The young doctor turned, walked up to the officers, and said to them quietly:
Which of you uttered those words.”
They passed on without giving any reply. He had not long to wait for a proof that his countrymen would fight. April nineteenth, 1775, word was brought to him by a special messenger of the events which had occurred on the village green at Lexington. He called to his assistant, told him to take care of his patients, mounted his horse, and rode toward the scene of action.
Keep up a brave heart!” he cried to a friend in passing. “They have begun it. That either party can do. And we will end it. That only one can do.”
Riding fast, he was soon in the thick of the melee, and kept so close to the point of contact that a British musket ball struck a pin out of his hair close to one of his ears. Wherever the danger was greatest there was Warren, now a soldier joining in the fight, now a surgeon binding up wounds, now a citizen cheering on his fellows. From this day he made up his mind to perform his part in the coming contest as a soldier, not as a physician, nor in any civil capacity; and accordingly on the fourteenth of June, 1775, the Massachusetts legislature elected him “second Major-General of the Massachusetts army.” Before he had received his commission occurred the battle of Bunker Hill, June seventeenth. He passed the night previous in public service, for he was President of the Provincial Congress, but, on the seventeenth, when the congress met at Watertown, the president did not appear. Members knew where he was, for he had told his friends that he meant to take part in the impending movement.
It was a burning hot summer’s day. After his night of labor, Warren threw himself on his bed, sick from a nervous headache. The booming of the guns summoned him forth, and shortly before the first assault he was on the field ready to serve.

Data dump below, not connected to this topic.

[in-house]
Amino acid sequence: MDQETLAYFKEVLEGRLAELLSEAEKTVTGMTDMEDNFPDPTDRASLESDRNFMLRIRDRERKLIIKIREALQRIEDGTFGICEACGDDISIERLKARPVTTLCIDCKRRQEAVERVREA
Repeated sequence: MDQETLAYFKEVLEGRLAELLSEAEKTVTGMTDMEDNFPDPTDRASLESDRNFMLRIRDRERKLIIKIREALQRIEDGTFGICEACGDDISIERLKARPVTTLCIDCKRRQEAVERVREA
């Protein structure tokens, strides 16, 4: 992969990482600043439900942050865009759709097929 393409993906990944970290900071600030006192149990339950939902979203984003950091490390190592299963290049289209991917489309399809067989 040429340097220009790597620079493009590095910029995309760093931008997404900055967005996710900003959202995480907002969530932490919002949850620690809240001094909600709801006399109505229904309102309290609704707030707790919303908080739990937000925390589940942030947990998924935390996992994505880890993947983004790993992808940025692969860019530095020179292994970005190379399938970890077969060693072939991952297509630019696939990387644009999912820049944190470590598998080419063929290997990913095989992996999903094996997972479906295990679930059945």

I am here,” he said to General Putnam, “only as a volunteer. Tell me where I can be most useful.”
And to Colonel Prescott he said:
I shall take no command here. I come as a volunteer, with my musket to serve under you.”
And there he fought during the three onsets, cheering the men by his coolness and confidence. He was one of the the very last to leave the redoubt. When he had retreated about sixty yards he was recognized by a British officer, who snatched a musket from a soldier and shot him. The bullet entered the back of his head. Warren placed his hands, as if mechanically, to the wound, and fell dead upon the hot and dusty field.
The enemy buried him where he fell. Nine months after, when the British finally retreated from New England, his body, recognized by two false teeth, was disinterred and honorably buried. He left four children, of whom the eldest was a girl six years of age. Congress adopted the eldest son. Among those who contributed most liberally toward the education and support of the other children was Benedict Arnold, who gave five hundred dollars. A little psalm book found by a British soldier in Warren’s pocket on the field is still in possession of one of his descendants.
Norman, John, 1748?-1817, engraver 
Copley, John Singleton, 1738-1815, artist
John Trumbull – From the Boston Museum of Fine Arts, accession #1977.853. 
General Joseph Warren: Portrait by John Singleton Copley, c. 1765 
History of the Battle of Breed’s Hill, by Major-Generals William Heath, Henry Lee, James Wilkinson and Henry Dearborn. Compiled by Charles Coffin, 1779-1851. Saco, Printed by W.J.Condon, 1831. (PDF) Available online. – 18.5 MB
A History of Breed’s (commonly called) Bunker’s Hill Battle, Fought Between The Provincial Troops and the British, June 17, 1775. By Oliver Morsman, ESQ. A Revolution Soldier. Sacket’s Harbor: Printed By Truman W. Haskeld, 1830. (PDF) Available online. – 17.3 MB